Iranian journalist Nazanin Khosravani has referred to Tehran’s Evin prison in order to serve a six-year jail-term.
Khosravani was arrested in November 2010 and spent 132 days behind bars. She endured months of solitary confinement before being released.
In February 2011, Branch 26 of the Revolutionary Court under presiding Judge Pir-Abbasi sentenced her to six years in prison on charges of “assembly and collusion against national security” and “propaganda” against the Islamic Republic.
Pir-Abbasi has been responsible for many of the harshest sentences handed down to dissidents and protesters in the aftermath of the country’s 2009 presidential election.
In April 2011, the European Union released the names of 32 Iranian officials sanctioned for their role in human rights abuses in the country. The 27-nation bloc imposed visa bans and asset freezes on the 32 individuals ranging from judiciary judges to military, intelligence and police officials, including Judge Pir-Abbasi.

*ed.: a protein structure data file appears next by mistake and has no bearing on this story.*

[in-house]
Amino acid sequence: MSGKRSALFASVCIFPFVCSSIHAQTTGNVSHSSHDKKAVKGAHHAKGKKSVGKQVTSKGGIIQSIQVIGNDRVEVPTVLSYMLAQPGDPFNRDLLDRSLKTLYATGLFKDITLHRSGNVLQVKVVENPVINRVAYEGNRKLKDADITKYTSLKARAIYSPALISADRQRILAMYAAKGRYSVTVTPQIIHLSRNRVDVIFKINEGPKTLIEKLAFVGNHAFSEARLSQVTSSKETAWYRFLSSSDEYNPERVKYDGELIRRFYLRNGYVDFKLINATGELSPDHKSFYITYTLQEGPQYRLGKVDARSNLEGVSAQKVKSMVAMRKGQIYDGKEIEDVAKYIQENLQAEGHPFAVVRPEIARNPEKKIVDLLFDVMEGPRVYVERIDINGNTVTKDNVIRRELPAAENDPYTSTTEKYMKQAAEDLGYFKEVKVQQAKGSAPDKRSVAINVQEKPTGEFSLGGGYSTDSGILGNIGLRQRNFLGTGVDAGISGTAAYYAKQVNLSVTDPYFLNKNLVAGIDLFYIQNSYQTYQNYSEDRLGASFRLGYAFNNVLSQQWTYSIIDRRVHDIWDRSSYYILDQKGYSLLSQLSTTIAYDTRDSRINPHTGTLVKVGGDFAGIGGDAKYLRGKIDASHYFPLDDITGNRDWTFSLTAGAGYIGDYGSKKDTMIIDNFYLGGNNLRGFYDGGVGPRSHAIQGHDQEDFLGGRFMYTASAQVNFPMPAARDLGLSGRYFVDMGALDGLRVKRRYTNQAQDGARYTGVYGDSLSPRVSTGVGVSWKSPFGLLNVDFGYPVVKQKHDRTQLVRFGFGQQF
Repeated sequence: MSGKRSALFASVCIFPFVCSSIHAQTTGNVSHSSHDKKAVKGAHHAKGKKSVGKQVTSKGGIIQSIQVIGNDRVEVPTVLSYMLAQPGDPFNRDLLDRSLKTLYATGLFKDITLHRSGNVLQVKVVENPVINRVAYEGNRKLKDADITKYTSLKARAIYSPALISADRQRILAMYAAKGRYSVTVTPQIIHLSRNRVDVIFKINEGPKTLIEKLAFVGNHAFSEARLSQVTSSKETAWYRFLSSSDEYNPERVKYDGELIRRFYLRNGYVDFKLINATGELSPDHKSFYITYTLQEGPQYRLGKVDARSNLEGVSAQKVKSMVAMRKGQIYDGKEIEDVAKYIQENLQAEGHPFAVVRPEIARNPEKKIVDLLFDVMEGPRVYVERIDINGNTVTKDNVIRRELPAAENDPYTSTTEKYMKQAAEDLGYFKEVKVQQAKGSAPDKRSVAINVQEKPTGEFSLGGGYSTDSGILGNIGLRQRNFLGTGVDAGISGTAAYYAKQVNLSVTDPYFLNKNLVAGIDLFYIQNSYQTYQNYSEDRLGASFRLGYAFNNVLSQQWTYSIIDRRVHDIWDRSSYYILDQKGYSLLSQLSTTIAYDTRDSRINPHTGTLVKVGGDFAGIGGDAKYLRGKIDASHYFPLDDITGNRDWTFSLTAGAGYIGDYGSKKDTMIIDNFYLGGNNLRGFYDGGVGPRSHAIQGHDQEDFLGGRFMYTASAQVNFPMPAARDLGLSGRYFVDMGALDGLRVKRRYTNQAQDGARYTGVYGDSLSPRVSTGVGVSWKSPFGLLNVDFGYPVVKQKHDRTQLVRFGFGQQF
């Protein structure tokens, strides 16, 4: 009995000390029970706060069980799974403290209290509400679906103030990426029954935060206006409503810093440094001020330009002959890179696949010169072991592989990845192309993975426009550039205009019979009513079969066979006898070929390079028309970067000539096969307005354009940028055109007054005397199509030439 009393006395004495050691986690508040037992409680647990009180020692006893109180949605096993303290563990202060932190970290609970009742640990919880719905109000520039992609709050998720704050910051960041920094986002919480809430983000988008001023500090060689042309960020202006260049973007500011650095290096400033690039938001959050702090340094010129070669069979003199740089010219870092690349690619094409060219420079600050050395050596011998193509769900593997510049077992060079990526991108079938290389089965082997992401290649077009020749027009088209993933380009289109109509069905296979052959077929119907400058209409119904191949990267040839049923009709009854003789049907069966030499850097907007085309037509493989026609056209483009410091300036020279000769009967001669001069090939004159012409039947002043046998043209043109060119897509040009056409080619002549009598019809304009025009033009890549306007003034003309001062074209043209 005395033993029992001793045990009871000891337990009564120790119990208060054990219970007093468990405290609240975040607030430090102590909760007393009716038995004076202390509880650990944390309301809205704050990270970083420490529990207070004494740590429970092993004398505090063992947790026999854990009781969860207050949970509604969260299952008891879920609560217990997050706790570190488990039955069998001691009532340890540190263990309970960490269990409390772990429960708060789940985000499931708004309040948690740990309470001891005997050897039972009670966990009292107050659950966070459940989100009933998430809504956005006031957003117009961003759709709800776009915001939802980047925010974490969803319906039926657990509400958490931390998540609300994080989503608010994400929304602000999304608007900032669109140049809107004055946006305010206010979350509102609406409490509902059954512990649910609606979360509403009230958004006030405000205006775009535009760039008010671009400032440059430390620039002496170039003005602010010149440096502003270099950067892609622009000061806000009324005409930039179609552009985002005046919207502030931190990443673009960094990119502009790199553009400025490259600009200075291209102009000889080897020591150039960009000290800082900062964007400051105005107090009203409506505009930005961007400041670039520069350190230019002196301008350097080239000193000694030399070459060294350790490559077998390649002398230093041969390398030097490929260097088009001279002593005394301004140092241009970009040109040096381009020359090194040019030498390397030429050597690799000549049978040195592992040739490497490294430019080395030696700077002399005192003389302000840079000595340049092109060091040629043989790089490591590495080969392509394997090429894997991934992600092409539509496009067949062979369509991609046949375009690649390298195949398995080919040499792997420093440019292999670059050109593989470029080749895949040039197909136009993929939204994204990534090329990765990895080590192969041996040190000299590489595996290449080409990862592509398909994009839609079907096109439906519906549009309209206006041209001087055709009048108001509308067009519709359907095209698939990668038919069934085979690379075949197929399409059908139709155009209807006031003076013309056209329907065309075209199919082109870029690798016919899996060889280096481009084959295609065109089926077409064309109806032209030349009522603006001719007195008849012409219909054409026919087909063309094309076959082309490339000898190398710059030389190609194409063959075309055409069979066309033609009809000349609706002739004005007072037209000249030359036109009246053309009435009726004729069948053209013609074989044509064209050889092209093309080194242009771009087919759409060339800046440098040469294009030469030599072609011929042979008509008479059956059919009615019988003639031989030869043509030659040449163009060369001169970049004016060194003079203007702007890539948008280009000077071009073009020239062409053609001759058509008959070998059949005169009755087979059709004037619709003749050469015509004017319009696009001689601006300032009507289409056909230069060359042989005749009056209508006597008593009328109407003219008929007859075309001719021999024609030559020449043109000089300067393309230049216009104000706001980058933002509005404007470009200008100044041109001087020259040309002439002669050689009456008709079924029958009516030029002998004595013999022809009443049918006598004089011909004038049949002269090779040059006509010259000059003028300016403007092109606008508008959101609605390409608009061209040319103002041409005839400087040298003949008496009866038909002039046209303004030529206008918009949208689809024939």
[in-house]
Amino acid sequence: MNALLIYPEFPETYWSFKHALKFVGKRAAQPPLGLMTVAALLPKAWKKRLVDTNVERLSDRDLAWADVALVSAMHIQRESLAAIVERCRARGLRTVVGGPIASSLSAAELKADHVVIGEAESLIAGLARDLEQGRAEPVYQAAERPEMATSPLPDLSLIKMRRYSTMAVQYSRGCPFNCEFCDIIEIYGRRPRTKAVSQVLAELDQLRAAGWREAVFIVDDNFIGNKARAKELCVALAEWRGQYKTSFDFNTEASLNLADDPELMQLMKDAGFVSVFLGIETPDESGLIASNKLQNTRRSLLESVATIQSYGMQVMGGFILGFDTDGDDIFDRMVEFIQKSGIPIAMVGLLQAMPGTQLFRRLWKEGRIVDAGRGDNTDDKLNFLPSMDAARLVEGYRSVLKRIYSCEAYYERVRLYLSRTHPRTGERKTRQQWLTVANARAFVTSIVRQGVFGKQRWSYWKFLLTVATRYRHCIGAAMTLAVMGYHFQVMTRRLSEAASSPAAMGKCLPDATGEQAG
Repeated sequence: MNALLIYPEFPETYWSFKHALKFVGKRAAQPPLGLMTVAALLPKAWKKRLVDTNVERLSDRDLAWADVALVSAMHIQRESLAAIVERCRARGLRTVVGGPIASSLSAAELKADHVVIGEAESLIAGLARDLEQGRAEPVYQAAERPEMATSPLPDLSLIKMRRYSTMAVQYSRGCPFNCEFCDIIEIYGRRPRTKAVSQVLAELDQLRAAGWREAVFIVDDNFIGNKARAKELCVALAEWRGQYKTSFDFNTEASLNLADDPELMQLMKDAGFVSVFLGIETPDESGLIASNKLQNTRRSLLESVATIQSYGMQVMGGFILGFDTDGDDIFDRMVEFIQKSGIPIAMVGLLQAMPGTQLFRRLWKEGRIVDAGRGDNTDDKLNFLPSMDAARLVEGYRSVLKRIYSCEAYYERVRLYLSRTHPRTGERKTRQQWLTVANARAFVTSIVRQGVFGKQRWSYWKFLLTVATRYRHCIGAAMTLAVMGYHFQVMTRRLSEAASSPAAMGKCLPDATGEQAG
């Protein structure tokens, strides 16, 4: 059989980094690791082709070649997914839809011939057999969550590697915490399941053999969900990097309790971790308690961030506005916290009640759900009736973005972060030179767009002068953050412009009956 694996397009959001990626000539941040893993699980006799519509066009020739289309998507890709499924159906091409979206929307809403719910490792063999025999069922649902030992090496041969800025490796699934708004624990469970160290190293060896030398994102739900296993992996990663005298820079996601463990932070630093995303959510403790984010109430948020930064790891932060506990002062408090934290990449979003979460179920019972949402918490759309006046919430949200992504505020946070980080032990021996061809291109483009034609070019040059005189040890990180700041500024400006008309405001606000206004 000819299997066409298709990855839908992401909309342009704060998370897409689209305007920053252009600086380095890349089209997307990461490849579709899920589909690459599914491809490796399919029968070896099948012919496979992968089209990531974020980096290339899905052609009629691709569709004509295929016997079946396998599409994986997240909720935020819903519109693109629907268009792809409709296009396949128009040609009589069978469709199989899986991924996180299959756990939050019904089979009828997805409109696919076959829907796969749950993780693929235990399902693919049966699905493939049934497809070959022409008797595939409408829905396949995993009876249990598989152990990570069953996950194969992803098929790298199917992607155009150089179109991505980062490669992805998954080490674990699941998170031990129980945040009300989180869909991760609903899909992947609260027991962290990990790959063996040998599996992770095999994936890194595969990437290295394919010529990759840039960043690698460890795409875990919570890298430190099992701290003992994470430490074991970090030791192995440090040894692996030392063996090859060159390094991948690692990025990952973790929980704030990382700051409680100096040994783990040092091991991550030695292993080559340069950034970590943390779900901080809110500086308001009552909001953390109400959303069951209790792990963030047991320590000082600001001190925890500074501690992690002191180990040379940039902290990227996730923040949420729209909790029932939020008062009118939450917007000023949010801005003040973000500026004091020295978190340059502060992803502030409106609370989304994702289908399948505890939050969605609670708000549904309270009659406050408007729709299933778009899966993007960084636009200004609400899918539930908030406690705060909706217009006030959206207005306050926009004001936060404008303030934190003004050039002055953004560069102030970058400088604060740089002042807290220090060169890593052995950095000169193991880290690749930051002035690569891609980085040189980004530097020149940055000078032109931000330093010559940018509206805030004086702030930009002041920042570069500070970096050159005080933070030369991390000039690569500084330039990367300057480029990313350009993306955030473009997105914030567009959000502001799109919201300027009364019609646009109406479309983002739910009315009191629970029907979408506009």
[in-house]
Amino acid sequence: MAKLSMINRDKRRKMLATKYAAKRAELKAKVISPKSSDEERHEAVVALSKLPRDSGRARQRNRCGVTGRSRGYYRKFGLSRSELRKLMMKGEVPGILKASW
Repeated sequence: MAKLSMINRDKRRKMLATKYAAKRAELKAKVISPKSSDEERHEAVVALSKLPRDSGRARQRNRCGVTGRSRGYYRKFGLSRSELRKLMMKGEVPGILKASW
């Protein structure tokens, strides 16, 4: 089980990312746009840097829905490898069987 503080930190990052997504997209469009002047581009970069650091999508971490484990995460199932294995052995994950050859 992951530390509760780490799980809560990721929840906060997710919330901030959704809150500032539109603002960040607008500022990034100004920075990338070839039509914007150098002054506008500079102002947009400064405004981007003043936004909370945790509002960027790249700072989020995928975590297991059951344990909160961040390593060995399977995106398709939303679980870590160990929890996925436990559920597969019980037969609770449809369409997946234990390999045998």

According to opposition websites, Khosravani was told by her interrogators that her lengthy prison sentence would not be carried out if she requested amnesty. She is said to have declined the offer.
The young journalist has worked closely with newspapers like Norooz, Bahar, Dorane Emruz, Kargozaran, Sarmayeh, as well as the Aftab news agency.
In December 2011, a report by the Committee to Protect Journalists, a New York based organisation that promotes press freedom and journalist rights, named Iran as the world’s worst jailer of journalists. Eritrea, China, Burma, Vietnam, Syria, and Turkey trailed behind as the world’s worst imprisoners of journalists. “Iran was the world’s worst jailer, with 42 journalists behind bars, as authorities kept up a campaign of anti-press intimidation that began after the country’s disputed presidential election more than two years ago,” the CPJ study showed. The review suggested that Iran had “maintained a revolving cell door” since its rigged 2009 presidential election, “freeing some detainees on furloughs even as they make new arrests. “Journalists freed on furloughs often post six-figure bonds and endure severe political pressure to keep silent or turn on their colleagues.”
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